"...through the night
Strange phantoms trampled o'er his heart, and died
Fiercely before his eyes. --His menials heard
Pitiful screams at midnight in his room,
But never might they break his solitude.
At last, grief-madden'd,--from Provence he fled,--
No one knew whither: He return'd no more!"
1821, The Garden of Florence : and other poems, Wright p.174.
The above passage depicts the extravagant remorse of Virgillisi, the disgruntled husband ("Roussillon" in Boccaccio [Decameron IV.9]) who, like the killer of William Wilmot's "The Tale of Gismunda and Guiscardo", exhibits a profound display of conscience and grief at the death of the lover of the man he killed, who in this case is his wife. Interestingly, Wilmot demonstrates little concrete reason for this show of guilt; the act which inspired it after all "was fully justified, and only the means employed to wreak his vengeance could be condemned" (Wright 425). Perhaps this passage can be viewed as an agreement with Boccaccio's "belief in the invisible power of love, regardless of law or moral code and regardless of consequence" (ibid.), implicit in the source tale. Despite the disrespect the lady showed for her marriage, her acts of true love were profound and cannot therefore be completely condemned.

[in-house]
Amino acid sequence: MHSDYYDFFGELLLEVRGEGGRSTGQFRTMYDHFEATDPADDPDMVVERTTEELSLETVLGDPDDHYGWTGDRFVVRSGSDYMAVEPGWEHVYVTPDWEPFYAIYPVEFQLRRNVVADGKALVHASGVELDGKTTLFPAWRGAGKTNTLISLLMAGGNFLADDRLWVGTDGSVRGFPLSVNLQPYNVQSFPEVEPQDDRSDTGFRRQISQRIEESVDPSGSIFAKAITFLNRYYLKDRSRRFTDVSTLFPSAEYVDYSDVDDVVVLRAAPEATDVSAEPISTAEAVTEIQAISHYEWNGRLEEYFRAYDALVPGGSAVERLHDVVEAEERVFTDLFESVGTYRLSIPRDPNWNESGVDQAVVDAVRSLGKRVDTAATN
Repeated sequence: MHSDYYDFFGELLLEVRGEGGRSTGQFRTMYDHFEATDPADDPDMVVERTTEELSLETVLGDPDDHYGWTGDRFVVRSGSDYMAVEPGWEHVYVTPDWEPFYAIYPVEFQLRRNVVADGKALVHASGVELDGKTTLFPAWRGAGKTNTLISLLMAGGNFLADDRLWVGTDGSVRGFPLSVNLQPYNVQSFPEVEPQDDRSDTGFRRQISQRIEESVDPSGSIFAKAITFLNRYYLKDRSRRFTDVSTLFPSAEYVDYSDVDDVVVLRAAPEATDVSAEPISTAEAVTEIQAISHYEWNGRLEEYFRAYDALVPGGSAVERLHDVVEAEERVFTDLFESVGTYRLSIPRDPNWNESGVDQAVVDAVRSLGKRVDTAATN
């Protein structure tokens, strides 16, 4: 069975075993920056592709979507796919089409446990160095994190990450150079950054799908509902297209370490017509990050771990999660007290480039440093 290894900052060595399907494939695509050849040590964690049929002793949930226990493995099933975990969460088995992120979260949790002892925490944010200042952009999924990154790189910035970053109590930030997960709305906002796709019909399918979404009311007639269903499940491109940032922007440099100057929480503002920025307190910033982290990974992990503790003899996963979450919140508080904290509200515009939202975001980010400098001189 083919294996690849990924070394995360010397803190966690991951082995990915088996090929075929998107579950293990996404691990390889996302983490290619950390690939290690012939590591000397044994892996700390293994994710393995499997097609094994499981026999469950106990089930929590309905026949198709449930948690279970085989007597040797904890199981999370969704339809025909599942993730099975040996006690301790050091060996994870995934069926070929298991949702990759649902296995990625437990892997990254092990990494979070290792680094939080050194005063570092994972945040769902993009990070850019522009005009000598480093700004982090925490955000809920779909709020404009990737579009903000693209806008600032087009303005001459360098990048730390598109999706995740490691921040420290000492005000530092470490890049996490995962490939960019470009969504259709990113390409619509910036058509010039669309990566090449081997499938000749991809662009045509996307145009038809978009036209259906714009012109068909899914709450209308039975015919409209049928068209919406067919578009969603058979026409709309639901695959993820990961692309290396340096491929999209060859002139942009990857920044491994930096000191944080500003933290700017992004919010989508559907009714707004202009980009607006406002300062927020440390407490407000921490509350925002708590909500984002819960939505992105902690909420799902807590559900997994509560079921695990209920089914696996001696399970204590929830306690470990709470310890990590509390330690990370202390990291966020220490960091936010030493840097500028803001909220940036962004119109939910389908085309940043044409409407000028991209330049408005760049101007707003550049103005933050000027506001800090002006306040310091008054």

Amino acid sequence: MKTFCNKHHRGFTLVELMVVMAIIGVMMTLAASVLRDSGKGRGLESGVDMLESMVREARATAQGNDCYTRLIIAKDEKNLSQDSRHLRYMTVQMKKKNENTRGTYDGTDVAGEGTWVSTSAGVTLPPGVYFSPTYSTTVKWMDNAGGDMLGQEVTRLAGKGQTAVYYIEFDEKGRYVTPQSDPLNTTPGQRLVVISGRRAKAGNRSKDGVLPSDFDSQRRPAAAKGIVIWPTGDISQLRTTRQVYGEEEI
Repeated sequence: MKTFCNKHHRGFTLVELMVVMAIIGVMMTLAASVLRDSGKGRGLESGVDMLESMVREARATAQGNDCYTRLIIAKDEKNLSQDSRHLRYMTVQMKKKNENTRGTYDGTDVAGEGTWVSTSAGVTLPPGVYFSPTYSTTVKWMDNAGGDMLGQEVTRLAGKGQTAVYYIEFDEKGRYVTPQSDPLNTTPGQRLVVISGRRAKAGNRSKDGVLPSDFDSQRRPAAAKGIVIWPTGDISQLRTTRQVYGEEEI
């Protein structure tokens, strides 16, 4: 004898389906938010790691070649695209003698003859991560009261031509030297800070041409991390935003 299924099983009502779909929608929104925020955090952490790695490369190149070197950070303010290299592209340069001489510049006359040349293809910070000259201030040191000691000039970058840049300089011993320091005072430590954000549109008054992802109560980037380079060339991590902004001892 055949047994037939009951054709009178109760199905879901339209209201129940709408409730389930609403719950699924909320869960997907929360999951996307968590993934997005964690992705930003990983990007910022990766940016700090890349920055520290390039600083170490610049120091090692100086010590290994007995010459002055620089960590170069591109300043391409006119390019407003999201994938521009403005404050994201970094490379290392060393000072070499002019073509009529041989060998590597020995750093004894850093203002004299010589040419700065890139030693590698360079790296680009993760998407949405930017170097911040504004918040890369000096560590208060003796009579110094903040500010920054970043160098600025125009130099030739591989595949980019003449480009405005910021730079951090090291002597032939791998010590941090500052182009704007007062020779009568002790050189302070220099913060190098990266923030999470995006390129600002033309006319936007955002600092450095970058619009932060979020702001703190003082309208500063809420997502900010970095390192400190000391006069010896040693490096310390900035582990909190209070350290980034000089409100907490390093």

"They met all innocence--and hope--and youth;
And all their words were thoughts--their thoughts, pure truth."
"Their eyes in married lustre could not part,
But, lighted by the radiance of the heart,
Shone on each other."
1821, The Garden of Florence: and other poems, st. vi and xii. In Wright.
These two short passages (based on Decameron IV.7) are further indications of the above notion of Reynolds as a poet concerned with true love, its trappings of devotion and passion. In themselves they show a shared concern of this poet with Boccaccio, whose stories provide constant illustrations of his preoccupation with profound human love. Moreover, in demonstrating this shared concern they support the above reading of "The Ladye of Provence."